Late-arriving mail-in ballots count in Pennsylvania, for now
HARRISBURG, Pa. (AP) — Mail-in ballots received by Pennsylvania counties within three days of polls closing will count, the presidential battleground state’s top election official said Thursday, although she cautioned that more litigation could change that.
Late-arriving ballots will be counted separately for the sake of “effective and clear election administration in Pennsylvania,” said Secretary of State Kathy Boockvar, a Democrat.
Boockvar had told counties Wednesday to set those ballots aside and not count them. That was hours before the U.S. Supreme Court turned away a Republican Party bid to block a state court order granting the extended deadline for mail-in ballots in Pennsylvania.
“Under the current status of things, they will be counted, but I don’t know, I’m not going to game out what could happen if another filing changes things,” Boockvar, a Democrat, said.
President Donald Trump and former Vice President Joe Biden are hotly contesting Pennsylvania’s 20 electoral votes, as counties prepare to process a crush of 3 million mailed ballots, more than 10 times the amount received in 2016′s election.
Any late-arriving ballots could take on enormous importance if Pennsylvania turns out to be the crucial state in the Nov. 3 election and they are potentially decisive. The majority of mail-in ballots are being cast by Democrats, according to state data.
Trump will return to Pennsylvania on Saturday, with rallies tentatively scheduled for Bucks County in suburban Philadelphia, Reading Regional Airport and Pittsburgh-Butler Regional Airport.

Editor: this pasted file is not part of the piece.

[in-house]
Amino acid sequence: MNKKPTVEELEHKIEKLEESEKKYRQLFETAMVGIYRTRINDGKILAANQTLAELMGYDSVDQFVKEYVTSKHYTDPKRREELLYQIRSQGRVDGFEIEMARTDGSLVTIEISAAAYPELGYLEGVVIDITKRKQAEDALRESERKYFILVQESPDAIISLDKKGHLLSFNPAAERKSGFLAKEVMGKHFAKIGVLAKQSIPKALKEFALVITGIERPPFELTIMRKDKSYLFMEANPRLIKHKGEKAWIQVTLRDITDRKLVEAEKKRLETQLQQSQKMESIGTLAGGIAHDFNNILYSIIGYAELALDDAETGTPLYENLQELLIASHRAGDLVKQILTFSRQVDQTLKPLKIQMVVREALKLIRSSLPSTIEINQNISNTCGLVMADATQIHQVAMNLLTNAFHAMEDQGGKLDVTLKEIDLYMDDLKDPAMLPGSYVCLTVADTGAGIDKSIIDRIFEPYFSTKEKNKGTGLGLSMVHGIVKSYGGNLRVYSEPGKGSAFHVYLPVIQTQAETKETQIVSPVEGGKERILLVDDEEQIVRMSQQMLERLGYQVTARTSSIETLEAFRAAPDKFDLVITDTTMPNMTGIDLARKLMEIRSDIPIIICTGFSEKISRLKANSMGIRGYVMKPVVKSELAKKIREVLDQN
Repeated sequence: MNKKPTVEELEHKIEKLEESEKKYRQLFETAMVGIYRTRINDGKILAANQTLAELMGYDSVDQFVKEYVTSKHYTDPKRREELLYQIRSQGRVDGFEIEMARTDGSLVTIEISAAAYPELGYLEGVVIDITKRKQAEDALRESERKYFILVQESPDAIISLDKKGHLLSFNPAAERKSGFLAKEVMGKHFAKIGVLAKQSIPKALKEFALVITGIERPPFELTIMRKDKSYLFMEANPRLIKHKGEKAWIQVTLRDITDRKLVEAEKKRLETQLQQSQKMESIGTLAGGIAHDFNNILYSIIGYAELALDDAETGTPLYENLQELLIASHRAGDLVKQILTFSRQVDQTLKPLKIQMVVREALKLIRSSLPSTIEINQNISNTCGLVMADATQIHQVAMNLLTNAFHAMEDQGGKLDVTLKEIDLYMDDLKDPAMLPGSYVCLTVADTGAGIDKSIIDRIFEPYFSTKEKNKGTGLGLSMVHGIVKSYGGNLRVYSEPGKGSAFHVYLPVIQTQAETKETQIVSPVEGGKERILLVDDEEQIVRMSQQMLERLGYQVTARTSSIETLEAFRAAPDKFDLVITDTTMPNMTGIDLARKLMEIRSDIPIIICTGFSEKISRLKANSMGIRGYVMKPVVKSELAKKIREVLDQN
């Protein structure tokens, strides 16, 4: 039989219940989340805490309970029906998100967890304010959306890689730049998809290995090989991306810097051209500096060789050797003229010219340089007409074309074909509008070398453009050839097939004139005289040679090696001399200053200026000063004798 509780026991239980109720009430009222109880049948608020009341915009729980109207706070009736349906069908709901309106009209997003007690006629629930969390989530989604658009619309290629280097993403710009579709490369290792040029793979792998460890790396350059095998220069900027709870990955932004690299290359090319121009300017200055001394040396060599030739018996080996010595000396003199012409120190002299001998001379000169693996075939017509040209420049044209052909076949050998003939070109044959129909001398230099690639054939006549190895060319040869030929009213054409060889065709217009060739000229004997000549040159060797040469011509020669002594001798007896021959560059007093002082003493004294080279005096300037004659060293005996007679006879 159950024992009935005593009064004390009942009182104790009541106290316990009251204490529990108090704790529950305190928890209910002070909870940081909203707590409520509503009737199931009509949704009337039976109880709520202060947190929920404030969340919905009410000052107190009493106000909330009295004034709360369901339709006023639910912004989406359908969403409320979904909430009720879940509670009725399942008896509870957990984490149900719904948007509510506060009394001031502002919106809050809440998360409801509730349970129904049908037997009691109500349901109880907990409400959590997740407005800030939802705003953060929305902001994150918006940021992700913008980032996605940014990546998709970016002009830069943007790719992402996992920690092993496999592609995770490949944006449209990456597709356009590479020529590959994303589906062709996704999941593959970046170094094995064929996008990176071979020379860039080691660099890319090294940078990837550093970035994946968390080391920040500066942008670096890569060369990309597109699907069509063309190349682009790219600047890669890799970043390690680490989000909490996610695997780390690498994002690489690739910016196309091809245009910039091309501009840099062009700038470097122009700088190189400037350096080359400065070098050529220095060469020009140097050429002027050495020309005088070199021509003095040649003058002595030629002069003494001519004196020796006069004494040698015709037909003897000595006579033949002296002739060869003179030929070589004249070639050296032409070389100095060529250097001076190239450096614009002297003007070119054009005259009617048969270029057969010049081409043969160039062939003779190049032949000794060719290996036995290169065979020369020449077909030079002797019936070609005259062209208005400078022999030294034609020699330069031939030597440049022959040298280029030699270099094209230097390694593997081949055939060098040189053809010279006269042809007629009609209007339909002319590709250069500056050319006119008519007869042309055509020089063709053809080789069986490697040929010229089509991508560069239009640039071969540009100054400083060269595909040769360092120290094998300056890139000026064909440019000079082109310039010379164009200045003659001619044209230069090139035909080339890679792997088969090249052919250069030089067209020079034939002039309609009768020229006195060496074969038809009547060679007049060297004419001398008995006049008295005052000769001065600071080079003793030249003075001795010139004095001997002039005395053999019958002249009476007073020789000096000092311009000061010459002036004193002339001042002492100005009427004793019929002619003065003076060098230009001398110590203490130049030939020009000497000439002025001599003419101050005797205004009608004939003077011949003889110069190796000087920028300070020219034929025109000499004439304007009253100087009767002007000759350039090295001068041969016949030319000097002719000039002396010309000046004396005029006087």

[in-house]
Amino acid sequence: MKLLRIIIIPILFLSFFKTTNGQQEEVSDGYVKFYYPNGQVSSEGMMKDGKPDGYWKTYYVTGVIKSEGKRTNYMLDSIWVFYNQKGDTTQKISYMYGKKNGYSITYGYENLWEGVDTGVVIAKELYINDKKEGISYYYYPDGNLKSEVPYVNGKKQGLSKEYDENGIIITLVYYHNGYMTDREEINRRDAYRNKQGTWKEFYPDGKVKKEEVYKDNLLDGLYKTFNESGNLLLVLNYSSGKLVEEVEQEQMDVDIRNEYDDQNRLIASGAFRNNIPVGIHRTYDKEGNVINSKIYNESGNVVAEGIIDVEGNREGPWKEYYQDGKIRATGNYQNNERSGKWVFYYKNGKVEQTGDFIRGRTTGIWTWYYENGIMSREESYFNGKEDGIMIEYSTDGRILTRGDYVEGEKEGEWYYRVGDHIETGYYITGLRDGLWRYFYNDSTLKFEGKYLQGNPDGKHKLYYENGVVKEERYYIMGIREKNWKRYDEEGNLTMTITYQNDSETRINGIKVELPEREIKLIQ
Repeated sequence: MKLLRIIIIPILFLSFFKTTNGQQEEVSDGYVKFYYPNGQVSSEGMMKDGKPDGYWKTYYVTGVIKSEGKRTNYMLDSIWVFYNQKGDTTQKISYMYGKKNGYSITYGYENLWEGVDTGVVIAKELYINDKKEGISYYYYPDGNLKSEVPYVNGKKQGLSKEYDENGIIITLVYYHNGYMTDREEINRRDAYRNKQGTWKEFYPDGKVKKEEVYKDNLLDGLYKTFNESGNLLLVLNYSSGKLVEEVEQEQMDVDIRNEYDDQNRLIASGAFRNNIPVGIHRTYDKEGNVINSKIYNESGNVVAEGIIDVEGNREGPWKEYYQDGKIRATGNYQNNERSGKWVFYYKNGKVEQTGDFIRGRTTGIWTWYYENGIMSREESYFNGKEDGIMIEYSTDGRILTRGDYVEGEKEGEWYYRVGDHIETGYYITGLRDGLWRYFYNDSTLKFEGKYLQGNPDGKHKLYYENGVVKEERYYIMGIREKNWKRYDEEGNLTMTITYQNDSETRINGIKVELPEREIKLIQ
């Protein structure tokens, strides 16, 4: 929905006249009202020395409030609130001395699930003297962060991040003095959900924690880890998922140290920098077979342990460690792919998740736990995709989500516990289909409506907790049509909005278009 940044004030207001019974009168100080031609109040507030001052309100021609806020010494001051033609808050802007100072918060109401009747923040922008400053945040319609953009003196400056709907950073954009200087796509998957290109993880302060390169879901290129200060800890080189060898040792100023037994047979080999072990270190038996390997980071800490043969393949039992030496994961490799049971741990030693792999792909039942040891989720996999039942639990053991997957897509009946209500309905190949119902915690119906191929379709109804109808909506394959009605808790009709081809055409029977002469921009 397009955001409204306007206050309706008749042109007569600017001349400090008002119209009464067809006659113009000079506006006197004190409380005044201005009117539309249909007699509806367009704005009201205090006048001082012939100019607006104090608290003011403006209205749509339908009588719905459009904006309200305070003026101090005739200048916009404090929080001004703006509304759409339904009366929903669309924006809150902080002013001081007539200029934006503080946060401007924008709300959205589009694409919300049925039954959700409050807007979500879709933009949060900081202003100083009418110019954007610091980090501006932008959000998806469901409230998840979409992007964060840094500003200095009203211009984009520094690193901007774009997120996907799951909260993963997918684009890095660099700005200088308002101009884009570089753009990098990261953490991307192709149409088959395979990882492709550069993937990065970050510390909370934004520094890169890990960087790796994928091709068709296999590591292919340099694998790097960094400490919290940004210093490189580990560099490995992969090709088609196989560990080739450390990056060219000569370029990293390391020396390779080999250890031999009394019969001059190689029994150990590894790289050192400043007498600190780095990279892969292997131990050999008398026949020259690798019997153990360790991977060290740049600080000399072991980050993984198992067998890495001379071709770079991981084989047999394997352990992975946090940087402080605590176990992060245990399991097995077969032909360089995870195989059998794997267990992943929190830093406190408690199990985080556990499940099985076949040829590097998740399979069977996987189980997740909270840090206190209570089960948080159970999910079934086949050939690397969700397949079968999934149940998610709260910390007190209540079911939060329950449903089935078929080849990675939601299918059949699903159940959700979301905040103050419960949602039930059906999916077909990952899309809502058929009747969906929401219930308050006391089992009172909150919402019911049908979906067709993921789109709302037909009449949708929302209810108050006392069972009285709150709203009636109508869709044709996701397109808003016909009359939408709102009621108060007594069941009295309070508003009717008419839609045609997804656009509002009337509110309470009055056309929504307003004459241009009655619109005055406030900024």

With ongoing Republican acrimony over the deadline extension, Boockvar and her boss, Democratic Gov. Tom Wolf, are urging hundreds of thousands of voters who haven’t returned their mail-in ballot to deliver them by hand, instead of trusting the Postal Service to deliver it by Tuesday night.
Wolf, a Democrat, said the uncertainty adds to the need for everyone to get their ballots in before polls close at 8 p.m. Tuesday. The Supreme Court, in its decision Wednesday night, did not explicitly say that it is allowable to count those late-arriving ballots.
“There’s a lot of noise out there and we don’t know what’s going to happen,” Wolf told a news conference. “The Supreme Court may or may not decide to pick this up again after the election. It looks like this is going to stand at least until the election. But why even have any doubt? It’s in your hands. ... Get it in by 8 o’clock on Election Day.”
That noise on Thursday included Trump tweeting that a “3 day extension for Pennsylvania is a disaster for our Nation, and for Pennsylvania itself. The Democrats are trying to steal this Election. We have to get out and VOTE in even larger numbers. The Great Red Wave is coming!!!”
Democrats say Trump is mounting a massive voter suppression and voter intimidation campaign to keep people from voting in Pennsylvania.
In September, the state Supreme Court, citing concerns over Postal Service delays and massive number of people voting by mail to avoid contracting the coronavirus, ordered a three-day extension past Election Day for counties to receive and count mail-in ballots.
Most states make Election Day the deadline for regular mail-in or absentee ballots, but more than 20 states have a post-Election Day deadline.
Meanwhile, a growing number of counties — at least five, including Cumberland, Monroe and Beaver — are planning to begin the laborious task of processing or counting mail-in ballots starting Wednesday, the day after the election.
Wolf and his fellow Democrats in the state Legislature had pressed for legislation allowing counties to process mail-in ballots before Election Day so that those ballots could be counted on election night, but Republican lawmakers blocked it.
As a result, election night returns in many counties are unlikely to account for some or all mail-in ballots, even in counties that begin processing them on Election Day. Counting could drag out for three days or more, and the initial results could skew Republican as a result.
In Erie County, for instance, county officials hope to count 10,000 mail-in ballots on Election Day out of the 57,000 they are expecting. The rest could take through Friday, said Doug Smith, the county’s chief clerk.
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